Central economic planning has never worked, and never will. Venezuela is an excellent example, as a friend pointed out with sharing a Bloomberg article about the new minimum wage in the tail-spinning socialist country:
Starting this week, 7 million employees are guaranteed 1,800 bolivars a month -- worth about $20 at the black-market rate. President Nicolas Maduro intended the mandate as political boost, but it’s having the opposite effect as companies, already hit by Venezuela’s epic economic contraction, tell workers they can’t afford to keep them. While there have been many similar moves in the past, never has one been so disruptive, arriving amid hyperinflation, depression and devaluation. Some employers are restructuring costs, rejiggering pay scales and negotiating settlements with workers. Others are simply dismissing people. Much of the action happens secretively as companies try to avoid punishment by the government, which has been jailing those it believes are flouting the rules.
Some businesses are afraid to close because you apparently need government approval to shut the doors. Together with all the other government controls imposed on the economy, Venezuela is now the 21st century epitome of central economic planning. The country is a monumental economic disaster zone, with one million percent inflation, widespread starvation and a population fleeing just about anywhere to get away from the gift that is socialism and economic central planning.
I cannot help wondering how many of the Venezuelans who are now suffering madly under their totalitarian regime, who voted for Hugo Chavez - the now-defunct leader of the "Bolivarian revolution" - when in 1999 he started his country's descent into egalitarian Hell. It would also be interesting to hear from those who continued to vote for him, what hindsight tells them when they have to kill their pets to put food on their children's plates.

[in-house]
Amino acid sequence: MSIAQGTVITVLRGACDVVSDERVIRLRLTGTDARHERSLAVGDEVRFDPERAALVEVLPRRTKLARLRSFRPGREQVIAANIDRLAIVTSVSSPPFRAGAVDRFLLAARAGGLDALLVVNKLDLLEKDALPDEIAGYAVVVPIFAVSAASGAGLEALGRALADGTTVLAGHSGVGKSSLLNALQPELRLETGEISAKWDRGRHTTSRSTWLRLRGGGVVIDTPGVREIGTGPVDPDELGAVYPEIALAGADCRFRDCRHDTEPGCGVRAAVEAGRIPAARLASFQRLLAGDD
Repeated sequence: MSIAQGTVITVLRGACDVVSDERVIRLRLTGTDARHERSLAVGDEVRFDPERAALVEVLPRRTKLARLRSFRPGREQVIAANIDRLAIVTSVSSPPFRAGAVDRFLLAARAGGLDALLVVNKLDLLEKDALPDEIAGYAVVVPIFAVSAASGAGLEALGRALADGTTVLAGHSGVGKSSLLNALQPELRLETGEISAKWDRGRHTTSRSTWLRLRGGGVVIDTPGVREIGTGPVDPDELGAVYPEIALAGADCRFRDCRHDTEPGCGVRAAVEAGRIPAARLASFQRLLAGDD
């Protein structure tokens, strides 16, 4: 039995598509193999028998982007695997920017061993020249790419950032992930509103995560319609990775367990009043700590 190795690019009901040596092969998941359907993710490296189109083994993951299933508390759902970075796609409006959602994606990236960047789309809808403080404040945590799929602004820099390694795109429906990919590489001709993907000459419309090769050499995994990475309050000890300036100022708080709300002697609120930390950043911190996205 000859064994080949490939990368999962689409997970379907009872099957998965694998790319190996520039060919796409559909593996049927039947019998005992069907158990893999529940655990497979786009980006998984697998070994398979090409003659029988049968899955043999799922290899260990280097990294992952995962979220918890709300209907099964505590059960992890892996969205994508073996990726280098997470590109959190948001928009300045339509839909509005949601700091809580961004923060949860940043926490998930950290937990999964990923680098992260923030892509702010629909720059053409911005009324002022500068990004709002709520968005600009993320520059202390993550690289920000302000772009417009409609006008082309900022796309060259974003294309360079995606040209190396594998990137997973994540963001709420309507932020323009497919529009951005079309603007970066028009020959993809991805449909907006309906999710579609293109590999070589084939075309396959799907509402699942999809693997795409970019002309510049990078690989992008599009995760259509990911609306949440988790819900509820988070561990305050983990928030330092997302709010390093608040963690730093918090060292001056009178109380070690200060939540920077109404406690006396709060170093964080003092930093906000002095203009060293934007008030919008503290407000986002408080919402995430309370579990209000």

The only silver lining in the central-planning disaster is that we now have a solid century of experience with it. After the revolution in late 1917, the Soviet communists began their remaking of the Russian economy in 1918. Therefore, when it comes to the horrors that economic central planning brings with it, we are equipped with good material to resist it.
One area where we might want to apply this knowledge, is green central planning. For at least four decades now, the environmental movement, the origins of which are more than a little shady, has been advancing their own version of central planning. We are now beginning to see the consequences at a systemic level. A recurring example is the unrelenting push to put us all into "environmentally friendly" vehicles, the problems with which are only getting more serious. The latest example is from Toyota:
Toyota Motor plans to recall more than 1 million vehicles due to an issue with the engine wire harness which can pose a fire risk. The models affected include the gasoline-hybrid Prius model, in Japan, North America, Europe and other regions. Japan's transport ministry issued a domestic recall announcement, according to Reuters. The automaker said that in affected vehicles, the wire harness which connects to the hybrid power control unit can come into contact with the covering at the connection point. According to Toyota, the insulation on the wires could wear down over time due to vehicle vibrations, which could cause an electrical short circuit, leading to a risk of fire.